When to Splurge

By Patrick

One of the greatest misconceptions is that people who are financially savvy don’t splurge on themselves or their families. My response to people who feel this way is “what’s the point of creating an abundance of wealth if you’ll never spend it”? While being focused on your finances means you need to have discipline, this is the exact reason people like this are able to splurge. They plan their expenses and account for the fact that they’ll want to take a nice vacation or buy a vacation home. They just set themselves up to be able to do it in a smart way.

So what are the guidelines to when you should and shouldn’t splurge on yourself? The answer is that there are no clear guidelines. Everyone has different passions, and where you go above and beyond should reflect the things you enjoy. Some people love to travel the world and experience new places. Others would prefer to buy a nice car or upgrade their house with the finest finishings. The commonality between these purchases is that they provide value to the beholder.

Another point to consider is that you can splurge, and do so in a way that that is financially beneficial to you. By planning out where you want to spend your money, you can devise a strategy that’s going to allow you to do it in a meaningful way. Let’s go through some different situations where you might want to splurge:

You Just Want To Enjoy Yourself:

Let’s get the cat out of the bag. Sometimes, you just need to enjoy your hard earned money, and there is nothing wrong with that. It’s important sometimes to take a vacation with family and friends or buy yourself that watch you’ve always wanted. Sometimes, there is no replacement for spending some money to ease your soul.

One of the fondest memories of my life was going all out for my marriage and honeymoon in Hawaii. Would I normally stay at a resort and spend $16 on a single drink or $200 every night on dinner for two? Absolutely not. But this was a special moment in my life and I didn’t want to have to think about anything but enjoying the experience with my wife. We could have certainly done the trip in a more budget-friendly way, but if we had gone too overboard with that, it wouldn’t have felt as special. This was a once-in-a-lifetime experience that we wanted to treat as such.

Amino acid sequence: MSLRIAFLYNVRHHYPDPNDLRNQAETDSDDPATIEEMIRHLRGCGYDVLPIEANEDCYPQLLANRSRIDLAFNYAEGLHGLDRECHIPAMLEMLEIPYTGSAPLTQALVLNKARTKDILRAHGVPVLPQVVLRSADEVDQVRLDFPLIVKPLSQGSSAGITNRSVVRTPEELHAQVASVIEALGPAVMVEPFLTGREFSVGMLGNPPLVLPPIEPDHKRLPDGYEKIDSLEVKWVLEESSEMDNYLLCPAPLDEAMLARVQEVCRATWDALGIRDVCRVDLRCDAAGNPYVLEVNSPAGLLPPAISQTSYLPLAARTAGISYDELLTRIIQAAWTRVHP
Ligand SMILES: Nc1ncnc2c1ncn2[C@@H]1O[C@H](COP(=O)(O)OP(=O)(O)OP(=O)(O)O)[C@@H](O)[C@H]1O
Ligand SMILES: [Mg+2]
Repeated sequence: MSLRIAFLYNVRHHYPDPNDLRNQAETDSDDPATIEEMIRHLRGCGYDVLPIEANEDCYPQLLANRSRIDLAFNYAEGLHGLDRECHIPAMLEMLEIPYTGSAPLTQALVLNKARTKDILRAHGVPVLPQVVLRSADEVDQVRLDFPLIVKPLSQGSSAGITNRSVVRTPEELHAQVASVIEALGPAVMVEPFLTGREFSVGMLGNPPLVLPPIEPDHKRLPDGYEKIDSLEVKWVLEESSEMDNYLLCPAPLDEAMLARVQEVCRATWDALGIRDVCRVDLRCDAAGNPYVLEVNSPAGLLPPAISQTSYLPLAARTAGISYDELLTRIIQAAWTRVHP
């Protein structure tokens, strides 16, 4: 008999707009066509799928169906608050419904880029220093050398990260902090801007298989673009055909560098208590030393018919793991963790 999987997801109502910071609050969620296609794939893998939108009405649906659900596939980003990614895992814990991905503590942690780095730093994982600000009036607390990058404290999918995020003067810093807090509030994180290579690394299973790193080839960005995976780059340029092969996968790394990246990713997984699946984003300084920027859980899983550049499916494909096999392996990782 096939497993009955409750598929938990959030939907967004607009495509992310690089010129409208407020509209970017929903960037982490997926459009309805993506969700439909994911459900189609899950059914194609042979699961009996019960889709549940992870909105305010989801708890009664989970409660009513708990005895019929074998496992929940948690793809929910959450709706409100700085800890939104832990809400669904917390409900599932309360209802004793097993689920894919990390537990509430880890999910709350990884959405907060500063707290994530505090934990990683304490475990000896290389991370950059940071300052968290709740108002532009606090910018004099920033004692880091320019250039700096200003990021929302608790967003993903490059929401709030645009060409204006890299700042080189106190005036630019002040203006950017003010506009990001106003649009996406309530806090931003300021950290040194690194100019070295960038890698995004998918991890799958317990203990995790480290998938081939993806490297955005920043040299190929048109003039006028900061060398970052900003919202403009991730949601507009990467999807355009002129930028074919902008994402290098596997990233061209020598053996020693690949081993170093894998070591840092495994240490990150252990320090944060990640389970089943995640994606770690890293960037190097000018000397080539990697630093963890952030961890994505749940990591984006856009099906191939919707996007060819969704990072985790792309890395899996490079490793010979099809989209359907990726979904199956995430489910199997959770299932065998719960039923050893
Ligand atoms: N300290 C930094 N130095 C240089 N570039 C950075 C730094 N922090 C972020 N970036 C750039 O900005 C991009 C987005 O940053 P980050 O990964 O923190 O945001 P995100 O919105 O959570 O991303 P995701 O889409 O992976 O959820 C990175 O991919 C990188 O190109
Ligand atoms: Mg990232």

Now, does that mean we bought first-class airfare or did copious amounts of luxurious shopping on this trip? No. We still had a budget and we prioritized where we spend it. Instead of $2,000 for six hours in a first class sweet we upgraded to an Ocean View Suite for 10 nights. Splurging doesn’t mean you forgo any sense of financial accountability. We just defined what was going to be important to us and spent accordingly.

Your Splurge Is Actually a Good Investment:

Rich people often have vacation homes, but you don’t necessarily need to be rich to have one. If you’re able to pull enough money together for a down payment and the conditions are right, you could potentially own a luxury vacation home without having to fully fund it yourself. It might even be profitable!

Whenever I go on vacation, I am always amazed by the amount of different properties that are available to rent on AirBnB. What’s even more fun to think about, is behind each one of these rentals is an owner. These are people that get to own a vacation property somewhere, but pay for it by renting it out to visitors for the 49 weeks a year they are not using it.

Not every vacation property is going to be a good investment, and you have to consider things like lawsuits and maintenance. Don’t let this scare you though. If having a retreat somewhere is important for you, this is a great opportunity for you to have a place of your own without having to shoulder the burden entirely on yourself.